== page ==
New Research Suggests Acne Might Be “Good for Your Skin”
While most teenagers bemoan the appearance of the red spots on their faces, a new study has emerged suggesting that these unsightly skin legions might actually be good for you.
Dr. Simone Ribero, a dermatologist from the Department of Twin Research and Genetic Epidemiology at King’s College, stated:
“For many years dermatologists have identified that the skin of acne sufferers appears to age more slowly than in those who have not experienced any acne in their lifetime. Whilst this has been observed in clinical settings, the cause of this was previously unclear.” 
The researchers discovered that those who have previously had acne have longer telomeres compared to those with nicer skin. Telomeres keep chromosomes from aging, thus minimizing the appearance of wrinkles and other age markers in former acne sufferers.
Researchers examined the telomeres in twins from the TwinsUK cohort, where one quarter of the participants said they had suffered from acne in the past.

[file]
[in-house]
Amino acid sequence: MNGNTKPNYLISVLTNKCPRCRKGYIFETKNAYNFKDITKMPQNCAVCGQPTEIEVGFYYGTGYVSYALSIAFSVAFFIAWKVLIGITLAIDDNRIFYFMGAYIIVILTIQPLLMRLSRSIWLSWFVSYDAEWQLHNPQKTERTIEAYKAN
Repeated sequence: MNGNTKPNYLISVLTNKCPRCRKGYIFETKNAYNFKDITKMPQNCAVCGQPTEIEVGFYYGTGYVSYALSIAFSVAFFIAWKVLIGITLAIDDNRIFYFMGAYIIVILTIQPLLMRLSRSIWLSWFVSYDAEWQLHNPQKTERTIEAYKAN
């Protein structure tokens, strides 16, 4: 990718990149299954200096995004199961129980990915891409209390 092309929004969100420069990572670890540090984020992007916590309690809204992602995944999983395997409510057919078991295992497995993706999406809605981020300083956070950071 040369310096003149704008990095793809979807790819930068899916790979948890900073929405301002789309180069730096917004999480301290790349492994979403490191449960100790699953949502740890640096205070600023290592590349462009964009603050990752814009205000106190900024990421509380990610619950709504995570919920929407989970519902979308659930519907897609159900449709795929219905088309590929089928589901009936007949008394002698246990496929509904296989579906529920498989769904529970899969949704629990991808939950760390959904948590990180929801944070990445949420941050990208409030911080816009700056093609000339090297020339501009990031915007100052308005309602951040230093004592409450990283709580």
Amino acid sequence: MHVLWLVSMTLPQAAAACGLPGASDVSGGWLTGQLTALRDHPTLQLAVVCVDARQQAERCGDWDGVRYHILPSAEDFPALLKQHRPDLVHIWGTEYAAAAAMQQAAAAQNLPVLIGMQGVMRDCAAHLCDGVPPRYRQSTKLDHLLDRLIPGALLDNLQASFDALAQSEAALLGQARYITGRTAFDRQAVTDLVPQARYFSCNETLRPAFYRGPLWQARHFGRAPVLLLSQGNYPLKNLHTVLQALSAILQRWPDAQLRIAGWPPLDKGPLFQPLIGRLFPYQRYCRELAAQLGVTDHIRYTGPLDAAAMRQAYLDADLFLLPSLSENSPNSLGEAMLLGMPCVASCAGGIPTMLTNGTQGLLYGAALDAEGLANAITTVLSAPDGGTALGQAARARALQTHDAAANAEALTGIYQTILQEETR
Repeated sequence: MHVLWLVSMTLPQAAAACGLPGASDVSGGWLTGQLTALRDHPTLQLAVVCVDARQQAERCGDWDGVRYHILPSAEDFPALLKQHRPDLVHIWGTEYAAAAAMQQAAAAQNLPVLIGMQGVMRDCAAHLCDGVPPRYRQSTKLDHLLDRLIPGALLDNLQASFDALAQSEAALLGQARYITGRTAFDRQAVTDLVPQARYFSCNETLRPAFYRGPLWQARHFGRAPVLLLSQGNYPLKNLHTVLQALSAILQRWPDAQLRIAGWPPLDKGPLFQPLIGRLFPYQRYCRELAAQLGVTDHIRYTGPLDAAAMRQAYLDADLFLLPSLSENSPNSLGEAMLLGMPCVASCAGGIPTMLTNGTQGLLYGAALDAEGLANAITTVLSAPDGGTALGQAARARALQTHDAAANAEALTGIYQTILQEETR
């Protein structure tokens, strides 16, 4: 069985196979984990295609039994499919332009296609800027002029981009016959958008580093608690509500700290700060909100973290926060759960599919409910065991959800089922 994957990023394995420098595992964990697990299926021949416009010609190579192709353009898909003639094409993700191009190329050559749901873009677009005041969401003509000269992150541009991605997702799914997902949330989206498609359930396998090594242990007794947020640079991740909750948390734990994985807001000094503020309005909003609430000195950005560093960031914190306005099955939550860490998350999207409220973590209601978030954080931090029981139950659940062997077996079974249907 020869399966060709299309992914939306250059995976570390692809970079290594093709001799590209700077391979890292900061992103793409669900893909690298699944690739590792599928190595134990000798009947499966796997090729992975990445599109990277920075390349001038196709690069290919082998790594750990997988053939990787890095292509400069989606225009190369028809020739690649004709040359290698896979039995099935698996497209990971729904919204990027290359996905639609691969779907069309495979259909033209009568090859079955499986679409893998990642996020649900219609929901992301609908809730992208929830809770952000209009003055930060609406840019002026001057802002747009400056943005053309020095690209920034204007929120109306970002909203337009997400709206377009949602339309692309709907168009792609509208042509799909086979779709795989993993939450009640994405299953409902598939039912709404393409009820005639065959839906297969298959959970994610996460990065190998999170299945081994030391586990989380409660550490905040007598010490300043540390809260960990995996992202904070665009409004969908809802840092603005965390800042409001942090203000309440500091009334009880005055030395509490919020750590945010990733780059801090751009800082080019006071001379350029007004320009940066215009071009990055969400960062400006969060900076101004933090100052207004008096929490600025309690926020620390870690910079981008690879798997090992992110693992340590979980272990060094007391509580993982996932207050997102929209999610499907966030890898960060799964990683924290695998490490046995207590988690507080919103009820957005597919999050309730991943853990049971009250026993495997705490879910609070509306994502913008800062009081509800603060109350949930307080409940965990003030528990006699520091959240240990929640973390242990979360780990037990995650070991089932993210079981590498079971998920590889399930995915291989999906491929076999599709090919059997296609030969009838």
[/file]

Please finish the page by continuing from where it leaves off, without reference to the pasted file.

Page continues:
It had previously been theorized that those with acne-prone skin produce more oil, which, in turn, leads to a delay of wrinkle development. Now, new research shows that it all actually does come down to genetics. Although, scientists are not discounting that the oil produced in their skin might actually also create an anti-aging effect.
Read: Home Remedies for Acne
Lead researcher Dr. Simone Ribero from King’s College London said of the study:
“Our findings suggest the cause could be linked to the length of telomeres which appears to be different in acne sufferers and means their cells may be protected against aging.” 
While the discovery of the longer telomeres is definitely exciting, it doesn’t mean that this is the real reason acne sufferers stay more youthful-looking for a longer period of time. The end-message here is that those who have had acne may not wrinkle as quickly as others – not that acne causes skin to age more slowly. What’s more, the study didn’t lend focus to acne severity or age of onset, which are important factors for skin appearance (think scars).
Scientists conclude that more research will need to be done in order to come to a more solid conclusion.
 Huffington Post
|Anna Scanlon is an author of YA and historical fiction and a PhD student at the University of Leicester where she is finishing her degree in modern history. You can find out more about Anna and her books on her lifestyle blog annainwonderland.co.uk.
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